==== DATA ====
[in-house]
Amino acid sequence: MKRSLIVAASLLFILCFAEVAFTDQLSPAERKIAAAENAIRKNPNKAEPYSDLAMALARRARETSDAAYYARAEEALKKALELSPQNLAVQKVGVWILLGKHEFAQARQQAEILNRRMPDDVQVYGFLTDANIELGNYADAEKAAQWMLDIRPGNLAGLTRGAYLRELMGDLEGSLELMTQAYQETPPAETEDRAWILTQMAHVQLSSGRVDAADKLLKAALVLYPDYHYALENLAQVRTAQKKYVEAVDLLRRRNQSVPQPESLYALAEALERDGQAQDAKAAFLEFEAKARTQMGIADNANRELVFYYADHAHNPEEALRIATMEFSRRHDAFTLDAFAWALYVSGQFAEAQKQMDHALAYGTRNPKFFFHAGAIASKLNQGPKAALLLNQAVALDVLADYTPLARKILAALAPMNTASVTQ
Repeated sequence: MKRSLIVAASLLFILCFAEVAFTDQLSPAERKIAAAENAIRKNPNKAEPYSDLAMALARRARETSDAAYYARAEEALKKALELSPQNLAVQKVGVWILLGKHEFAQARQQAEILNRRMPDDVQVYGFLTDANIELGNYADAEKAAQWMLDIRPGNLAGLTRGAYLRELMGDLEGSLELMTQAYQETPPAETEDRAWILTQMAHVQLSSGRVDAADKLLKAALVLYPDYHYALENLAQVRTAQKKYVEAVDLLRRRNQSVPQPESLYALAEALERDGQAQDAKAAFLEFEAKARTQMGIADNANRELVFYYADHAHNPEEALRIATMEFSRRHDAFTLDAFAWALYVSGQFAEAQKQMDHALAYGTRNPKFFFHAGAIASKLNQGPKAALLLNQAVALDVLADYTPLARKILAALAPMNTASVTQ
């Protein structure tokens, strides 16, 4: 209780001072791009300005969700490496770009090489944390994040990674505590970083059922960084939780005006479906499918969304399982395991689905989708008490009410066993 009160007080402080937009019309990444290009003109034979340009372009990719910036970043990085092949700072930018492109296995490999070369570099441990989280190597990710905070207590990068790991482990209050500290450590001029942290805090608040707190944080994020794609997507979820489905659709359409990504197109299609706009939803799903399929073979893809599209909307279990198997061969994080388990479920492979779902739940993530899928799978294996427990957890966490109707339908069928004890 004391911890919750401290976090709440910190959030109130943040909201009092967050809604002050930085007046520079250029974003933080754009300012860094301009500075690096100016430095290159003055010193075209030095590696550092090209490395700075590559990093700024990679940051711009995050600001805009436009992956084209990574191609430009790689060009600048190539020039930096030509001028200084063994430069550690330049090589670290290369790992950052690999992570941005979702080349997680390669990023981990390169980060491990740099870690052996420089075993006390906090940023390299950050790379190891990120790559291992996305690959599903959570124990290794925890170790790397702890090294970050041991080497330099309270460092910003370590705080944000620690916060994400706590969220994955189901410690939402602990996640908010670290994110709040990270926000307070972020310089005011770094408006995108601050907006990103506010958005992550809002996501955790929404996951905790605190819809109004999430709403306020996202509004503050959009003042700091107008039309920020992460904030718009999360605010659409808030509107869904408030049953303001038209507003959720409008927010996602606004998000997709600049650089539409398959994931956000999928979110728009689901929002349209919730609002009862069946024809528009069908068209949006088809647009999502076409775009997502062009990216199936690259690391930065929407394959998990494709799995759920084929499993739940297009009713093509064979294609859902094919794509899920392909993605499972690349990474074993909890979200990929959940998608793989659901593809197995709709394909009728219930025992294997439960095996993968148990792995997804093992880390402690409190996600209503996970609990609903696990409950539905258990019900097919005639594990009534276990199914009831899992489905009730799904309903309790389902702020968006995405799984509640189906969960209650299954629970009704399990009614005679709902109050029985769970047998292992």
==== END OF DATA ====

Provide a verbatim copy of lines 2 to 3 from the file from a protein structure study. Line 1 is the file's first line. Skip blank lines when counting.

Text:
Amino acid sequence: MKRSLIVAASLLFILCFAEVAFTDQLSPAERKIAAAENAIRKNPNKAEPYSDLAMALARRARETSDAAYYARAEEALKKALELSPQNLAVQKVGVWILLGKHEFAQARQQAEILNRRMPDDVQVYGFLTDANIELGNYADAEKAAQWMLDIRPGNLAGLTRGAYLRELMGDLEGSLELMTQAYQETPPAETEDRAWILTQMAHVQLSSGRVDAADKLLKAALVLYPDYHYALENLAQVRTAQKKYVEAVDLLRRRNQSVPQPESLYALAEALERDGQAQDAKAAFLEFEAKARTQMGIADNANRELVFYYADHAHNPEEALRIATMEFSRRHDAFTLDAFAWALYVSGQFAEAQKQMDHALAYGTRNPKFFFHAGAIASKLNQGPKAALLLNQAVALDVLADYTPLARKILAALAPMNTASVTQ
Repeated sequence: MKRSLIVAASLLFILCFAEVAFTDQLSPAERKIAAAENAIRKNPNKAEPYSDLAMALARRARETSDAAYYARAEEALKKALELSPQNLAVQKVGVWILLGKHEFAQARQQAEILNRRMPDDVQVYGFLTDANIELGNYADAEKAAQWMLDIRPGNLAGLTRGAYLRELMGDLEGSLELMTQAYQETPPAETEDRAWILTQMAHVQLSSGRVDAADKLLKAALVLYPDYHYALENLAQVRTAQKKYVEAVDLLRRRNQSVPQPESLYALAEALERDGQAQDAKAAFLEFEAKARTQMGIADNANRELVFYYADHAHNPEEALRIATMEFSRRHDAFTLDAFAWALYVSGQFAEAQKQMDHALAYGTRNPKFFFHAGAIASKLNQGPKAALLLNQAVALDVLADYTPLARKILAALAPMNTASVTQ